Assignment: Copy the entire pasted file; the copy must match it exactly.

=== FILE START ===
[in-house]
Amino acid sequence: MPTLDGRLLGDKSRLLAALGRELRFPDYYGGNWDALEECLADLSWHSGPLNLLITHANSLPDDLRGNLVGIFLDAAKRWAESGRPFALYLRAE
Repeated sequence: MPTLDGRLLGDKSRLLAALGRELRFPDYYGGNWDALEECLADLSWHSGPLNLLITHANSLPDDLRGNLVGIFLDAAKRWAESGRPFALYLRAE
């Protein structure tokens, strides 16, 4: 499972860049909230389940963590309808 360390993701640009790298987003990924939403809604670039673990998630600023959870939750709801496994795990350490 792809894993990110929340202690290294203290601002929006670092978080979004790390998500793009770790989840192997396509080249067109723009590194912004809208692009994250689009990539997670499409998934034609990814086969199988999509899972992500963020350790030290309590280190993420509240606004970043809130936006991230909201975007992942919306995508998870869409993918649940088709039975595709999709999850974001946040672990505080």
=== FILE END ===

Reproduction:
[in-house]
Amino acid sequence: MPTLDGRLLGDKSRLLAALGRELRFPDYYGGNWDALEECLADLSWHSGPLNLLITHANSLPDDLRGNLVGIFLDAAKRWAESGRPFALYLRAE
Repeated sequence: MPTLDGRLLGDKSRLLAALGRELRFPDYYGGNWDALEECLADLSWHSGPLNLLITHANSLPDDLRGNLVGIFLDAAKRWAESGRPFALYLRAE
């Protein structure tokens, strides 16, 4: 499972860049909230389940963590309808 360390993701640009790298987003990924939403809604670039673990998630600023959870939750709801496994795990350490 792809894993990110929340202690290294203290601002929006670092978080979004790390998500793009770790989840192997396509080249067109723009590194912004809208692009994250689009990539997670499409998934034609990814086969199988999509899972992500963020350790030290309590280190993420509240606004970043809130936006991230909201975007992942919306995508998870869409993918649940088709039975595709999709999850974001946040672990505080």